13
Timor-Leste has a population of 1.318 million people in 2020, which is about double the population of Crete!
14
Timorese are the people that live here.
15
Timor-Leste obtained independence twice, first from Portugal in 1975 and again from Indonesia in 1999.
16The average life expectancy in this area is 69.5 years (2019).
17
Radiocarbon dating has been performed on fishhooks and beads fashioned from shells discovered on the island, and they have been dated to about 30,000 years ago! What a fantastic discovery!
18
According to local tradition, the island of Timor was produced from the corpse of an elderly crocodile as retaliation for a small boy who aided him when he was sick, and the island's residents are said to be descendants of the little boy!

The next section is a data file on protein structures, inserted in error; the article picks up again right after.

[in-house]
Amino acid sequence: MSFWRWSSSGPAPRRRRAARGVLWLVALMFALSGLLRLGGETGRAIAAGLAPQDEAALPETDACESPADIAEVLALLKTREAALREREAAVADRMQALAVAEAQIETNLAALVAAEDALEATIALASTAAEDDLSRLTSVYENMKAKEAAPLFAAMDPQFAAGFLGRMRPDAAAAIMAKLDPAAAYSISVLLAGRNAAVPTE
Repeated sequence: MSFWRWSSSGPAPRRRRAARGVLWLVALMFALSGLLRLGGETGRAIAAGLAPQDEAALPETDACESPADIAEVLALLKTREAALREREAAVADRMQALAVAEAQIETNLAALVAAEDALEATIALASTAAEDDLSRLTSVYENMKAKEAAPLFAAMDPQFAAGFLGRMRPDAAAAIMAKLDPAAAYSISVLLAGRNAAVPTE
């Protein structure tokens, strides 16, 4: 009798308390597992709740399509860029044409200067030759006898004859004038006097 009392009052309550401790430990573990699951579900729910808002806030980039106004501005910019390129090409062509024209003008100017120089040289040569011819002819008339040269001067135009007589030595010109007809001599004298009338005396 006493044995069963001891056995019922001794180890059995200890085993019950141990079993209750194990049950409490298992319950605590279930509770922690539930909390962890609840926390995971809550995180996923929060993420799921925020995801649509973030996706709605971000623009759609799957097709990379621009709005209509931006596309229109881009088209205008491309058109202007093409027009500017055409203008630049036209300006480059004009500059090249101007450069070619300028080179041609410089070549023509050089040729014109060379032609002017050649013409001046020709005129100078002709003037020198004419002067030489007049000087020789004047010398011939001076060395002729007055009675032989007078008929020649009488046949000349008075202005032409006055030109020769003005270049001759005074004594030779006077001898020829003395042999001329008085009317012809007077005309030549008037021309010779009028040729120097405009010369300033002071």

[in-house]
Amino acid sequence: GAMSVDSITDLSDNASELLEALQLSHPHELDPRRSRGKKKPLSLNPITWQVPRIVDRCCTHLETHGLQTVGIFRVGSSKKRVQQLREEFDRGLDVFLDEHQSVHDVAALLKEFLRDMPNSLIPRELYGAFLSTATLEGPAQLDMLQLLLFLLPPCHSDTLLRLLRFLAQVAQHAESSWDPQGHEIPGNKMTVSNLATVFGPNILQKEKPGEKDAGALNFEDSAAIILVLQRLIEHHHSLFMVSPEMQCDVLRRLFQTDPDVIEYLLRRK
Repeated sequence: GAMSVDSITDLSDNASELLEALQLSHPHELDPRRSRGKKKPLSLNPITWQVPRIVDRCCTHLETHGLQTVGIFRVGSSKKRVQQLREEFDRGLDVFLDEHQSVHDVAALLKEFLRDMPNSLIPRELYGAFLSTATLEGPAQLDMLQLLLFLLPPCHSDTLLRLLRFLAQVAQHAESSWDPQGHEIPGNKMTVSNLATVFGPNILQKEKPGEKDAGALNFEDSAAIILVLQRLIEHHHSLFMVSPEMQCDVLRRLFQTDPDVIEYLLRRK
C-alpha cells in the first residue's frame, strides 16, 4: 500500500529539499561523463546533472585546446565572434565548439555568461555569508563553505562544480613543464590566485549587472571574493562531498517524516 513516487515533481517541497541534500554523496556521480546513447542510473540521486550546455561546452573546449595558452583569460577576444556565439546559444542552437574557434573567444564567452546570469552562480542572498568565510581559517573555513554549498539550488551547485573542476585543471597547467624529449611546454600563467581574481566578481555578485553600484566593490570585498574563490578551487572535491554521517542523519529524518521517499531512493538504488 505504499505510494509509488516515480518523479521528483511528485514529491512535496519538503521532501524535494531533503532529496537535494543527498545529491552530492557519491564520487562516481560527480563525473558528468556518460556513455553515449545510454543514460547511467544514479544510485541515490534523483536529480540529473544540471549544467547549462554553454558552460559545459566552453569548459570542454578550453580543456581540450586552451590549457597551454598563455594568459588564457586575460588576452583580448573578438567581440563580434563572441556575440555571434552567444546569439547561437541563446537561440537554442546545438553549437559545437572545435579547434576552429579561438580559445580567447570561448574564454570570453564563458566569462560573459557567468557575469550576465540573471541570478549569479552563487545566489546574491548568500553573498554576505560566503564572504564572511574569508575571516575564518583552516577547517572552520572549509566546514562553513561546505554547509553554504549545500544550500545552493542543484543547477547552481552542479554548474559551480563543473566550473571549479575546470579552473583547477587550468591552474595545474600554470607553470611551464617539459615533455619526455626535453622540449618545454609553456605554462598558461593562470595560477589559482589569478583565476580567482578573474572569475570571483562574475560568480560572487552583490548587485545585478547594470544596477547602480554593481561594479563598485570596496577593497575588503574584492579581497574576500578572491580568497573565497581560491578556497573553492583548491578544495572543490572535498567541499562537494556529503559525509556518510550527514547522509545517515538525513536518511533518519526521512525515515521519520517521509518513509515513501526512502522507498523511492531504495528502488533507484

19
A wide variety of crops are grown in Timor-Leste, including coffee and corn, as well as other staple foods such as rice and soybeans.
20
Its industries include printing, handicrafts, soap production, and woven fabric.
21
Coffee, sandalwood, marbles, and oil are the most important exports.
22
East Timor's waterways include at least 22 cetacean species. Spinner dolphins and blue whales have been among them.
23
In addition to the four primary languages - Tetun, Portuguese, Indonesian, and English – East Timor is home to roughly 32 indigenous languages.
24